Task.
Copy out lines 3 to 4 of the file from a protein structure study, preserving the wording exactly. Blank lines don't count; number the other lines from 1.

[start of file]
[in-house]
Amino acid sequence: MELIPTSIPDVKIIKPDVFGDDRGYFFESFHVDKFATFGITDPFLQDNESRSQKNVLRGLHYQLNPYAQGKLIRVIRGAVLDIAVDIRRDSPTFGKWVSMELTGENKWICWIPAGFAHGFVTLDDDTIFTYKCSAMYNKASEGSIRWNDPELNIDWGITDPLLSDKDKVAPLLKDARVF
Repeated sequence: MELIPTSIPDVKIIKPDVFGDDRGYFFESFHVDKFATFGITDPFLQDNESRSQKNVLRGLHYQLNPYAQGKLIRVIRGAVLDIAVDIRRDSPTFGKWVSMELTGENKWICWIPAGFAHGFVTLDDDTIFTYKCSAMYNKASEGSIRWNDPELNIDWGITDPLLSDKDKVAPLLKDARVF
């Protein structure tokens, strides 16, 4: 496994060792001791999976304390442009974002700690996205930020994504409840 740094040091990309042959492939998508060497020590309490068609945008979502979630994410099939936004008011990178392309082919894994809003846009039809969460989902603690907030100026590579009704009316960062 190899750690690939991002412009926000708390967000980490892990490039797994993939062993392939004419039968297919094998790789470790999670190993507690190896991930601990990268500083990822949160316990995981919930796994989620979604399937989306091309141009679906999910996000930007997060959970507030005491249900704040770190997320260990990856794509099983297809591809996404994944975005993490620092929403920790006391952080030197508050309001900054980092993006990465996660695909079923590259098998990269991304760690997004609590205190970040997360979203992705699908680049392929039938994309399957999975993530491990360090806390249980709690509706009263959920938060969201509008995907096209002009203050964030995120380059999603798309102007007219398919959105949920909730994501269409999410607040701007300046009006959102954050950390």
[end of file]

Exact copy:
Repeated sequence: MELIPTSIPDVKIIKPDVFGDDRGYFFESFHVDKFATFGITDPFLQDNESRSQKNVLRGLHYQLNPYAQGKLIRVIRGAVLDIAVDIRRDSPTFGKWVSMELTGENKWICWIPAGFAHGFVTLDDDTIFTYKCSAMYNKASEGSIRWNDPELNIDWGITDPLLSDKDKVAPLLKDARVF
């Protein structure tokens, strides 16, 4: 496994060792001791999976304390442009974002700690996205930020994504409840 740094040091990309042959492939998508060497020590309490068609945008979502979630994410099939936004008011990178392309082919894994809003846009039809969460989902603690907030100026590579009704009316960062 190899750690690939991002412009926000708390967000980490892990490039797994993939062993392939004419039968297919094998790789470790999670190993507690190896991930601990990268500083990822949160316990995981919930796994989620979604399937989306091309141009679906999910996000930007997060959970507030005491249900704040770190997320260990990856794509099983297809591809996404994944975005993490620092929403920790006391952080030197508050309001900054980092993006990465996660695909079923590259098998990269991304760690997004609590205190970040997360979203992705699908680049392929039938994309399957999975993530491990360090806390249980709690509706009263959920938060969201509008995907096209002009203050964030995120380059999603798309102007007219398919959105949920909730994501269409999410607040701007300046009006959102954050950390």